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Assigning Deviant Youths to Minimize Total Harm

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  • Philip J. Cook
  • Jens Ludwig

Abstract

A common practice in the fields of education, mental health, and juvenile justice is to segregate problem youths in groups with deviant peers. Assignments of this sort, which concentrate deviant youths, may facilitate deviant peer influence and lead to perverse outcomes. This possibility adds to the list of arguments in support of "mainstreaming" whenever possible. But there are other concerns that help justify segregated-group assignments, including efficiency of service delivery and protection of the public. Our analysis organizes the discussion about the relevant tradeoffs. First, the number of deviant youths (relative to the size of the relevant population, or to the number of assignment locations) affects whether the harm-minimizing assignment calls for diffusion or segregation. Second, the nature of the problematic behavior is relevant; behavior which has a direct, detrimental effect on others who share the assignment makes a stronger case for segregation. Third, the capacity for behavior control matters, and may make the difference in a choice between segregation and integration. We briefly discuss the empirical literature, which with some exceptions is inadequate to the task of providing clear guidance about harm-minimizing assignment strategies. Finally, we reflect briefly on the medical-practice principle "first do no harm," and contrast it with the claims of potential victims of deviants.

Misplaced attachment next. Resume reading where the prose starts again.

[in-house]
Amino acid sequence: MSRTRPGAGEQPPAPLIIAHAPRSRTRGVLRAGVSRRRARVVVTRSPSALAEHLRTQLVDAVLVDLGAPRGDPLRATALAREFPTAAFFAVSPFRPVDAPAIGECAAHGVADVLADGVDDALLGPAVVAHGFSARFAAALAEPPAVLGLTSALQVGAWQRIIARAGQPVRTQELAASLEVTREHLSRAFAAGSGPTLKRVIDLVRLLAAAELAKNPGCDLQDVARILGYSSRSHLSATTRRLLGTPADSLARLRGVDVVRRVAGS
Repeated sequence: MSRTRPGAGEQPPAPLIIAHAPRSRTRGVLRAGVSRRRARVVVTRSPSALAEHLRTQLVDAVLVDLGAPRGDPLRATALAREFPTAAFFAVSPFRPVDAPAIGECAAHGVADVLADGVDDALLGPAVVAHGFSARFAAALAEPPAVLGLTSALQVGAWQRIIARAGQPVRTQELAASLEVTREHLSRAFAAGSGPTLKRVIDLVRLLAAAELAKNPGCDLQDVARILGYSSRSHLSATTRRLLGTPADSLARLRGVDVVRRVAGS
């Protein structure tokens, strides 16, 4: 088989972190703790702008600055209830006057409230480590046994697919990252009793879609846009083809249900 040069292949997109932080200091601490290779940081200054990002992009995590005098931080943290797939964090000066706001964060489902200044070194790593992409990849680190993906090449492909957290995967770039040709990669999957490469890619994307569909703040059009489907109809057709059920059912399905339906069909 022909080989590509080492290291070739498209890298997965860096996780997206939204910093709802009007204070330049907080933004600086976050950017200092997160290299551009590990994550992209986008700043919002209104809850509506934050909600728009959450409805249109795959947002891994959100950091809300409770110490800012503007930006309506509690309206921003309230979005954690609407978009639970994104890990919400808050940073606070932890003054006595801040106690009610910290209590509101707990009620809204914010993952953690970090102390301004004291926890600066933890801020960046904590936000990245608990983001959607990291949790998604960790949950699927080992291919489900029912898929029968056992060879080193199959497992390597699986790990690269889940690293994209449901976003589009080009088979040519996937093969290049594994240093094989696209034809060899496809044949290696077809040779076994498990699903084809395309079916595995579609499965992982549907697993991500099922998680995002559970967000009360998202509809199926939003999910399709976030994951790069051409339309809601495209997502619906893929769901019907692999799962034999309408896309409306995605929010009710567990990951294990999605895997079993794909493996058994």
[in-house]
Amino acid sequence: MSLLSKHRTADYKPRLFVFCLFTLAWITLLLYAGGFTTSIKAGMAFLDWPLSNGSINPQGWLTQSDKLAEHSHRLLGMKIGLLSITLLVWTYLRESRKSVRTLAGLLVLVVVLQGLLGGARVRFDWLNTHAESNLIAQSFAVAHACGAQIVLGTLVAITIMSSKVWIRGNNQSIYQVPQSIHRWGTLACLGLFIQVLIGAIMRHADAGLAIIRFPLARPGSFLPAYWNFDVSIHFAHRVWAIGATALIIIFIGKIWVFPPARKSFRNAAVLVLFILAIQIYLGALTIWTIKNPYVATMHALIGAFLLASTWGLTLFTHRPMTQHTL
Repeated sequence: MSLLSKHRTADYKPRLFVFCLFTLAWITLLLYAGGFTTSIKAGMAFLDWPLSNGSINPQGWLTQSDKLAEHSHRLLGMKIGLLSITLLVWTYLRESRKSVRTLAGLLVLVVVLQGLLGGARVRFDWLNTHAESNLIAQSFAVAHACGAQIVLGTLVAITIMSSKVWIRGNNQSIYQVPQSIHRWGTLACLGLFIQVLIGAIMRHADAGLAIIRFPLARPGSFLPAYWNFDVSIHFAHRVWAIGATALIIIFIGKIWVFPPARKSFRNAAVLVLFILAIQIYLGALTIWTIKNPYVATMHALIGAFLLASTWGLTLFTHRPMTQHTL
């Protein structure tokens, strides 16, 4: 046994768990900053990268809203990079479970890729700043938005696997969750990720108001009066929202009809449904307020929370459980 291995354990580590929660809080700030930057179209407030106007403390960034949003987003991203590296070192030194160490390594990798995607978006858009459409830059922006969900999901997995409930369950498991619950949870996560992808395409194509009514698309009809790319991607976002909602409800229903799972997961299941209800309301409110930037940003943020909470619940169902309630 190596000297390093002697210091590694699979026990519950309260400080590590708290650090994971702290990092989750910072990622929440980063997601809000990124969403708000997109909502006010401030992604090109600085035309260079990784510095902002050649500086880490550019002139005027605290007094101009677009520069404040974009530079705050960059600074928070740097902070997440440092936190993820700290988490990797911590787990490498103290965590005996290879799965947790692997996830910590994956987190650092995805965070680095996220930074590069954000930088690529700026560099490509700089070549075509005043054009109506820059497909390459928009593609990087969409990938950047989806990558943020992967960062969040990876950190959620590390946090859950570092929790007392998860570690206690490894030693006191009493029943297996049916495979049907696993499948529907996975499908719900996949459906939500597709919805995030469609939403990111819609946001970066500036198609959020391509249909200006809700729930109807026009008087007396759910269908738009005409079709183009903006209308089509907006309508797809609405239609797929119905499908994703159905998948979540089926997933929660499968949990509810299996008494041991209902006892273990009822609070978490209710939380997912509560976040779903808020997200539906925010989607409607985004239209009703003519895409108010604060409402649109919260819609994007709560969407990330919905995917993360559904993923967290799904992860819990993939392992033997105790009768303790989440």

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Bibliographic Info

Paper provided by National Bureau of Economic Research, Inc in its series NBER Working Papers with number 11390.

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Date of creation: Jun 2005
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Publication status: published as Dodge, Kenneth A, Thomas J. Dishion, and Jennifer E. Lansford (eds.) Diviant Peer Influences in Programs for Youth: Problems and Solutions. The Guilford Press, 2006.
Handle: RePEc:nbr:nberwo:11390

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Cited by:
  1. Sara B. Heller & Brian A. Jacob & Jens Ludwig, 2010. "Family Income, Neighborhood Poverty, and Crime," NBER Chapters, in: Controlling Crime: Strategies and Tradeoffs, pages 419-459 National Bureau of Economic Research, Inc.

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